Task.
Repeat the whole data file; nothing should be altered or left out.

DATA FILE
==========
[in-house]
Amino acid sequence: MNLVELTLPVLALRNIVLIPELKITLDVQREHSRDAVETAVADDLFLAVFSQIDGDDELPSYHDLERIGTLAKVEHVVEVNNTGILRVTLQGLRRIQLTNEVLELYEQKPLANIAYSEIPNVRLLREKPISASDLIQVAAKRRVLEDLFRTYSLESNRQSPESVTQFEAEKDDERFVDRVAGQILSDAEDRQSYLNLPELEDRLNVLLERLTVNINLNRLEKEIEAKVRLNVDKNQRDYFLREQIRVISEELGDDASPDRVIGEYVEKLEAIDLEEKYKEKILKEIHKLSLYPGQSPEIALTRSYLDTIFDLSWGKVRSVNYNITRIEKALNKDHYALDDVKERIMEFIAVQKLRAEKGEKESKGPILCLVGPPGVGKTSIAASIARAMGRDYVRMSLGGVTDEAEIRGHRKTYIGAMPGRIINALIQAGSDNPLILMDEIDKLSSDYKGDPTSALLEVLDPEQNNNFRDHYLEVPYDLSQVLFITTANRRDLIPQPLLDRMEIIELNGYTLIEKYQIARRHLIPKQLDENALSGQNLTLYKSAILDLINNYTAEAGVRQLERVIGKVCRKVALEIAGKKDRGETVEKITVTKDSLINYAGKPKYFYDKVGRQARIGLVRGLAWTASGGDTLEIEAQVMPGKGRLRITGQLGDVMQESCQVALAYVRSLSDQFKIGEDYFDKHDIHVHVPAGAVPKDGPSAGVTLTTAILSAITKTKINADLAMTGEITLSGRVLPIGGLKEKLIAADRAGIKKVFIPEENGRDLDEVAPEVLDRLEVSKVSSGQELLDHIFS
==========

[in-house]
Amino acid sequence: MNLVELTLPVLALRNIVLIPELKITLDVQREHSRDAVETAVADDLFLAVFSQIDGDDELPSYHDLERIGTLAKVEHVVEVNNTGILRVTLQGLRRIQLTNEVLELYEQKPLANIAYSEIPNVRLLREKPISASDLIQVAAKRRVLEDLFRTYSLESNRQSPESVTQFEAEKDDERFVDRVAGQILSDAEDRQSYLNLPELEDRLNVLLERLTVNINLNRLEKEIEAKVRLNVDKNQRDYFLREQIRVISEELGDDASPDRVIGEYVEKLEAIDLEEKYKEKILKEIHKLSLYPGQSPEIALTRSYLDTIFDLSWGKVRSVNYNITRIEKALNKDHYALDDVKERIMEFIAVQKLRAEKGEKESKGPILCLVGPPGVGKTSIAASIARAMGRDYVRMSLGGVTDEAEIRGHRKTYIGAMPGRIINALIQAGSDNPLILMDEIDKLSSDYKGDPTSALLEVLDPEQNNNFRDHYLEVPYDLSQVLFITTANRRDLIPQPLLDRMEIIELNGYTLIEKYQIARRHLIPKQLDENALSGQNLTLYKSAILDLINNYTAEAGVRQLERVIGKVCRKVALEIAGKKDRGETVEKITVTKDSLINYAGKPKYFYDKVGRQARIGLVRGLAWTASGGDTLEIEAQVMPGKGRLRITGQLGDVMQESCQVALAYVRSLSDQFKIGEDYFDKHDIHVHVPAGAVPKDGPSAGVTLTTAILSAITKTKINADLAMTGEITLSGRVLPIGGLKEKLIAADRAGIKKVFIPEENGRDLDEVAPEVLDRLEVSKVSSGQELLDHIFS